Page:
When I was living with E & J, we’d talk at breakfast about our dreams. Since we did it so often, we got good at remembering our dreams, and so we always had something to talk about, and it got to feeling ordinary in a way, a kind of “So, honey, how was your night?” kind of thing. I was also in therapy at the time, so I had even more incentive to remember my dreams, though I worried sometimes if talking beforehand with E & J would compromise the psychoanalytical benefit of the dream as therapeutic content, make it less raw and more rehearsed and hence censored. Of course, it didn’t really matter, but I didn’t know it then.
I wondered some times if this habit of talking about dreams, both at breakfast and in therapy, influenced in turn the way I dreamed, if there wasn’t some kind of strange feedback loop in which the dramatic retelling and interpretation of the dream made me dream more dramatically. And the more epic the dream, the greater significance I’d attach to it, which then made me dream even more dramatically, to the point where I was dreaming of swimming through strange stone cities (yes, I was more aquatic than avian in my greater flights—or, rather, glides—of fancy) and falling from a narrow mountain path to my death on a massive hieroglyphically inscribed stone disk.
I didn’t know about Hobson’s paradigm-bending theory of dreams back then, his proposition that dreams are the result of the forebrain trying to make sense out of the noisy input generated by relatively random signals in the brainstem. Maybe it’s good that I didn’t. It might have punched the magic out of therapy. And we would have had to start to actually read the Boston Globe that arrived at our doorsteps every morning.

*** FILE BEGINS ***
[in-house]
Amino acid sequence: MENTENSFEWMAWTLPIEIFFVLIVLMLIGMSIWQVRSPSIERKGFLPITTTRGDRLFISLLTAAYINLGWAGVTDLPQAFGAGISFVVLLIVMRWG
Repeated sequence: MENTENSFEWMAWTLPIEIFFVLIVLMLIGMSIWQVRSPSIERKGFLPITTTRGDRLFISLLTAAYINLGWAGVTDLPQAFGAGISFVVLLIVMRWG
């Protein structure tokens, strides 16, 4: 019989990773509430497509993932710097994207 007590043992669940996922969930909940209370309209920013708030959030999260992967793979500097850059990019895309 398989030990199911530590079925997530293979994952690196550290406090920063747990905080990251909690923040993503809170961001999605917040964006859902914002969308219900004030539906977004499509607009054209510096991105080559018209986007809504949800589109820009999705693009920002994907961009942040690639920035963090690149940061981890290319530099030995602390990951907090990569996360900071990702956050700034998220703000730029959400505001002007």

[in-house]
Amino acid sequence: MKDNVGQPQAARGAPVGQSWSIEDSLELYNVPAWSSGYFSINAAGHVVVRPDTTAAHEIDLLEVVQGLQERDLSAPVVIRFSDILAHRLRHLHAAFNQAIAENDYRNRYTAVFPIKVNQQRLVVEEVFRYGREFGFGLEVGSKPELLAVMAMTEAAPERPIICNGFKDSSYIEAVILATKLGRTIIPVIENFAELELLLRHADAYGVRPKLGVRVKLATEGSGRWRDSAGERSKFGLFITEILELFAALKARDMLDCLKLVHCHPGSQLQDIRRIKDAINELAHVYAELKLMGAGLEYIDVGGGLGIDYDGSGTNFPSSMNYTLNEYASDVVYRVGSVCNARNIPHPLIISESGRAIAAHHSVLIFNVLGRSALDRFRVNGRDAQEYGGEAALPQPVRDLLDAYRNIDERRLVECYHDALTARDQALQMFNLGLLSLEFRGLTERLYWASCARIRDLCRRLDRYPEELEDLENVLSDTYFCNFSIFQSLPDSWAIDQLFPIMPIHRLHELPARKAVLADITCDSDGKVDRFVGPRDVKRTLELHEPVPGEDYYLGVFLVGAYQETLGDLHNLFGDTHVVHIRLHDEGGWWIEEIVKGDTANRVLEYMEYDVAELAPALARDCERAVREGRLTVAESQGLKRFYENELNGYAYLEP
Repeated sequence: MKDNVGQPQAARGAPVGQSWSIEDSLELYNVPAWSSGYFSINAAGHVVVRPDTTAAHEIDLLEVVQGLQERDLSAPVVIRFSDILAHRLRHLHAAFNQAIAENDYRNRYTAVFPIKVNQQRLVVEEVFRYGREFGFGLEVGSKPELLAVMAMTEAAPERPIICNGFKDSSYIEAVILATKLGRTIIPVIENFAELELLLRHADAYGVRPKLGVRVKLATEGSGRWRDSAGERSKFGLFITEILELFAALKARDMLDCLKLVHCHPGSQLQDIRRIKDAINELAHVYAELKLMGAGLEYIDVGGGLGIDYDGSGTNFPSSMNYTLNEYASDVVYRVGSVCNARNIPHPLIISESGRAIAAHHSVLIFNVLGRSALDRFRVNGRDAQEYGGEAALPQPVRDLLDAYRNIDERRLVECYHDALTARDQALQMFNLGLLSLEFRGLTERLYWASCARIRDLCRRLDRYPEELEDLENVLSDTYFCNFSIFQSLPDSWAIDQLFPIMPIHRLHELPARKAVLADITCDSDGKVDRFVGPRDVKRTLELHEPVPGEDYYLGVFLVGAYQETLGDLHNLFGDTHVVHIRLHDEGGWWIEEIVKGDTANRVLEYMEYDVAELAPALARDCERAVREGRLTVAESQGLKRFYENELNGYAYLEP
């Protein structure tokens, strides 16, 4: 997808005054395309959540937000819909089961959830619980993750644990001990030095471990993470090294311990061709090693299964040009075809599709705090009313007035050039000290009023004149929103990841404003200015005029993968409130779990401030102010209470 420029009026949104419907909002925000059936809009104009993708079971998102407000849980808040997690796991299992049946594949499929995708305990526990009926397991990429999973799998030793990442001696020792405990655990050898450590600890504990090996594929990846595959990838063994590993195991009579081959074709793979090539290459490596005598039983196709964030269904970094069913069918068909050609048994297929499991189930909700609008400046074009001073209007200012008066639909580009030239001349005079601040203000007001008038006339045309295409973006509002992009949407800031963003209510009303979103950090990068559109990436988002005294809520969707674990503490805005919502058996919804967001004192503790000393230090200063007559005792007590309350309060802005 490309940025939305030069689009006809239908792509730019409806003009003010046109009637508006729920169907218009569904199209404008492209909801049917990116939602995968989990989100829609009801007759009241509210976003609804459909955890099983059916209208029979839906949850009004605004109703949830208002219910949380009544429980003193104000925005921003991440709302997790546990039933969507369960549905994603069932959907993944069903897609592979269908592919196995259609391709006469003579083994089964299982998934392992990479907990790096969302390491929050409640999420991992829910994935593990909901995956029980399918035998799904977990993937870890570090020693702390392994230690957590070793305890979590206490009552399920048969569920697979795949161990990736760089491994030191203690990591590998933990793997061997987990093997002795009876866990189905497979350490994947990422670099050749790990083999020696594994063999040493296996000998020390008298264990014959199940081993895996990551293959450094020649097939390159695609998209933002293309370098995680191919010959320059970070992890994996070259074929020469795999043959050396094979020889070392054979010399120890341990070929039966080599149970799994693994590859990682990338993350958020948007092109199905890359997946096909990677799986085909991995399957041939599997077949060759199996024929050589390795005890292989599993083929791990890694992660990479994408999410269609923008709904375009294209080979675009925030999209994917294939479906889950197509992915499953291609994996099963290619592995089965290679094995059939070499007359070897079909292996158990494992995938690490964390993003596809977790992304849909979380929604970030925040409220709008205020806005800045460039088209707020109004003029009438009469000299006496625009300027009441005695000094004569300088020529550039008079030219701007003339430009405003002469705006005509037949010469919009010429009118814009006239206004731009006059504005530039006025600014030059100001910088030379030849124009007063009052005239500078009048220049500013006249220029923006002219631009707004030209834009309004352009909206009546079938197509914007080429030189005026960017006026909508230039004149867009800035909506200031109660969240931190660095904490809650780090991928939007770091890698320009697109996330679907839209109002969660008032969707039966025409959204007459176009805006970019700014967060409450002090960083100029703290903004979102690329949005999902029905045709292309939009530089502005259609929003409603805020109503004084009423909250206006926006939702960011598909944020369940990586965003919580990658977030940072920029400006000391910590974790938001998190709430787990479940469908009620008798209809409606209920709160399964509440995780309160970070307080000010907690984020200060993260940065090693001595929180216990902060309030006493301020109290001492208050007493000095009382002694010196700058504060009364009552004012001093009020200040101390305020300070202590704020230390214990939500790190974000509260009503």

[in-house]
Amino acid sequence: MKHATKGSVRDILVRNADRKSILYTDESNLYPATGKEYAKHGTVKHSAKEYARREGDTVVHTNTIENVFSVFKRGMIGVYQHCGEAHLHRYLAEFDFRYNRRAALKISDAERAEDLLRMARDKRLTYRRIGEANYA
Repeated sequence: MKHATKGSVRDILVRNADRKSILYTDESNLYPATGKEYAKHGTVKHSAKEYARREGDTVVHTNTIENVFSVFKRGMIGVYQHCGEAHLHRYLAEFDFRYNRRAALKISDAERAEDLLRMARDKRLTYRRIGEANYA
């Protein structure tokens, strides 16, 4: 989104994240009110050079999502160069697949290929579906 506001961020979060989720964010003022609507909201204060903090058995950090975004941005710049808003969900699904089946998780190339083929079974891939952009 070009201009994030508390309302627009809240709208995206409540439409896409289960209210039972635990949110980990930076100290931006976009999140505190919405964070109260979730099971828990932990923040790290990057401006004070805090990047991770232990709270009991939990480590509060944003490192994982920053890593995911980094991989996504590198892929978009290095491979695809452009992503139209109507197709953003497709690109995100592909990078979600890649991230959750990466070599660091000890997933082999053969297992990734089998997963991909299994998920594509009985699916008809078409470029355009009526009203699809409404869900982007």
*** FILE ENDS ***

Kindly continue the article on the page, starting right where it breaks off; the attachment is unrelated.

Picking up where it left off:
But I like this idea of the brain working to create narrative out of chaos. I like the notion of this imperfect pattern-maker and storyteller who pieces together isolated feelings and events, interweaving memory, attributing motive, providing sequence, identifying cause and in the end generating as best as it can a text which, if not entirely coherent, can at least be ‘read’ and followed.
I think this act of transforming the intermittent and incongruent into a story is somewhat similar to what we do consciously whenever we recount our own history. We give this autobiography the illusion of linearity, if not fate, connecting (some of) the dots of the things we’ve done and the people we’ve met with the markers of time, result, concession and purpose. And then it gradually emerges! The outline of a recognizable I.
Granted, the firings are not entirely random. There’s already a deeper pattern inscribed in our choices that is not a matter of will. The landscape of possible outcomes is constrained by the geology of character, childhood and trauma. And each significant event in our lives increases or decreases the likelihood of another event happening later, including those that have already occurred. One can never truly revisit the forks in the road one has taken. But the act of interpretation is an integral part of how and why we talk about ourselves.
If that’s true, then talking about dreams must be a particularly hermeneutically dense meta-discourse. It’s a recounting—and hence an attempt to make sense—of a not wholly coherent synthesis of seemingly random events. An interpretation of an interpretation. And that’s just at breakfast.
But I have two problems with this activation-synthesis theory of dreams (researchers in the field, of course, have others, including William Domhoff and his “The Problems with Activation-Synthesis Theory”)
One is how to explain recurrent dreams, of which, to quote Job, there is no end. I ask myself, is it the same set of synapses misfiring or is my forebrain narrator stuck in a rut, repeating itself in stock characters and hackneyed plot lines? Am I really that pedestrian?